While I like the fact that they are growing organically, the amount of sprays they use seems an awful lot. We use less than a gallon of insecticidal soap yearly…. part of our lack of need for control is related to growing the right crop in the right area.  If we attempted to grow cactus in North Carolina we would undoubtedly face issues related to the suitability of the crop to the area and climate.


   There is a huge move into the ‘locavore’ movement. These are folks who want to eat as locally as possible so that they use less resources in transportation of foodstuffs.  Another important factor is the ‘freshness’ factor.  Much of the locavore movement’s ideas and concepts have merit. I enjoy shopping for fresh fruits and vegetables at the local Farmer’s Markets.  When I see foods there, I am pretty sure they were grown in California at least, and they also are fresh and ‘in-season’ foods that I will find to be good as far as taste.  When you have your winter fruits brought in from half a world away… they will not usually come anywhere near the taste of something local grown in the right season.

   But yet, a person in a cold-weather area might want tomatoes in March…. where to get them?  They might know of a hot-house tomato farm, so they buy from them. But that hot-house tomato might have used more carbon heating the hot-house than a tomato trucked in from Florida.  Also, vegetables that are ‘forced’ out of season by being extra hardy and able to ripen soon usually are not as tasty. When breeding, you sometimes have to give up one trait (like taste) to gain another (like early ripening).  So there are times I agree with foods coming from a great distance while at the same time I bemoan the data that shows the average vegetable travels ‘X’ number of miles to reach the plate.  And to tell the truth, I am spoiled by living in California. We (speaking of California as a whole) are blessed with a climate that allows us (until the water runs out) to grow almost anything at almost any time and season. Still, a wintertime tomato grown near the border is not going to really taste good…. I’d prefer to wait and have one in season.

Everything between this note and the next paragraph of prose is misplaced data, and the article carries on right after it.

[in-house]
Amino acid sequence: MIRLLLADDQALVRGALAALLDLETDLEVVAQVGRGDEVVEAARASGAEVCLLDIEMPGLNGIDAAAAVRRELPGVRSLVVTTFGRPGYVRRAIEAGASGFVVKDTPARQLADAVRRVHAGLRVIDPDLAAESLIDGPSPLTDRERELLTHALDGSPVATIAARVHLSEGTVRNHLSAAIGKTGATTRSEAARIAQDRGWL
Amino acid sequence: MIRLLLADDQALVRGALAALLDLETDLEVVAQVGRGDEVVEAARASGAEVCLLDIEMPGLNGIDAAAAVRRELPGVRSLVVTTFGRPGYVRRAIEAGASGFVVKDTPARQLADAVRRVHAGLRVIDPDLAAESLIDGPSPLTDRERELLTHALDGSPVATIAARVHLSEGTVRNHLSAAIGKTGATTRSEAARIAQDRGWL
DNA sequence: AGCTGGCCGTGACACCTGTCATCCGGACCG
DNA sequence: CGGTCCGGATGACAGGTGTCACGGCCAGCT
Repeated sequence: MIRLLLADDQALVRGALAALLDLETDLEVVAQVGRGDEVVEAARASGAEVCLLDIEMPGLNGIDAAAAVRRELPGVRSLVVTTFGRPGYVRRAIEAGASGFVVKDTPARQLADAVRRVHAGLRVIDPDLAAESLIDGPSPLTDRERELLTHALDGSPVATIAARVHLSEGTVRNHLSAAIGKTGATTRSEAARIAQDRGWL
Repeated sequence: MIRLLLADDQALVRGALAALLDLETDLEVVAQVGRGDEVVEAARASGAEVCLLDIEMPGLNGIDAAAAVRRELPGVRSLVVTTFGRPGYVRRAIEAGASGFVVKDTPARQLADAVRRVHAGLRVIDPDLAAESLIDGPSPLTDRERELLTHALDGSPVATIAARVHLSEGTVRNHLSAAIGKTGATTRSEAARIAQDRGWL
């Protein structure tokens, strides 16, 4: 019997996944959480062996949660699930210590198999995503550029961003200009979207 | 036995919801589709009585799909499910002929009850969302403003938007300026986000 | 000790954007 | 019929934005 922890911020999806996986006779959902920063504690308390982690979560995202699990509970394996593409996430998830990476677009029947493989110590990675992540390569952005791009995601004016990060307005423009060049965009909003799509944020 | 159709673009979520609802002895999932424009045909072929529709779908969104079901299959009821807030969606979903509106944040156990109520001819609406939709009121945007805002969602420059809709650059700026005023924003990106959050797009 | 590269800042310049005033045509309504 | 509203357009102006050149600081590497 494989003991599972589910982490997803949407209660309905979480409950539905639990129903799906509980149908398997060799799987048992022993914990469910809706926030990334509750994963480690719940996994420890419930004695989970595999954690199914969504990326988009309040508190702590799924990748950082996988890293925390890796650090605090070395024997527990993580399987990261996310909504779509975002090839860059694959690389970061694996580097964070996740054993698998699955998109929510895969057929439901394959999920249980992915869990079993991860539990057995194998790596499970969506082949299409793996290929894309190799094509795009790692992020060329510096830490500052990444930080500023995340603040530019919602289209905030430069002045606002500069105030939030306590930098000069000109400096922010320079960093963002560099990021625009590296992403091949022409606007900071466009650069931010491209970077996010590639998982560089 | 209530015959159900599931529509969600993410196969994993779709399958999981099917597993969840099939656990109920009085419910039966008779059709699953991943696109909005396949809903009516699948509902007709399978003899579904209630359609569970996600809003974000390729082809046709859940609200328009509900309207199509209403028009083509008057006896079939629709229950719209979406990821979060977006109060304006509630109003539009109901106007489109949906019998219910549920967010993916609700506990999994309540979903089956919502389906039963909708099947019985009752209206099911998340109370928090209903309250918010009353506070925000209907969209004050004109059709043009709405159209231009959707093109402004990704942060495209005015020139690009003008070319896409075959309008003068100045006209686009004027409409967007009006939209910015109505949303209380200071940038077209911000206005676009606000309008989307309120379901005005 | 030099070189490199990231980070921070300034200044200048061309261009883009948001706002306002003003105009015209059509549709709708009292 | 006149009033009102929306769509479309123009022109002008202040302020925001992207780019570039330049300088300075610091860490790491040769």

Really, in the old days (previous to the first half of the 20th century) people generally ate what was in season, and would be yearning for greens by the time the first green forbes came through the snow in late winter. People ate dried fruits, oranges were a Christmastime treat, procured by smoke belching trains from the California fields at great expense.  Now we have a semi loaded with tons of produce leaving the packing sheds in California, rolling through several states using less resources than a few decades ago, taking it to one large distribution center, to be again apportioned out to the various stores.. and people local to those stores making one trip and stocking up for the week with produce only a few days since being picked displayed with the bright colors of the rainbow on the grocery aisles (I love those colorful produce displays).   In a way, that seems a more efficient distribution method than thousands of small farmers loading their vans and pick-up trucks going to farmers markets with small loads.

    So for sure, local if you can find it being done with low impact to the earth…. but trying to save the earth by eating local doesn’t do a lot if the growers you buy from are forced to use earth-harming materials and methods in order to grow the produce demanded by the local market.  It makes more sense to have each location grow the crops that work best for that area, and then ship them by the most efficient methods to areas that want the food, but can’t grow that particular crop easily and with low impact.  Of course, in the end it will all come down to ‘The Invisible Hand of the Marketplace’ as it always has.   We just need to keep ‘irrational exuberance’ at bay where we can.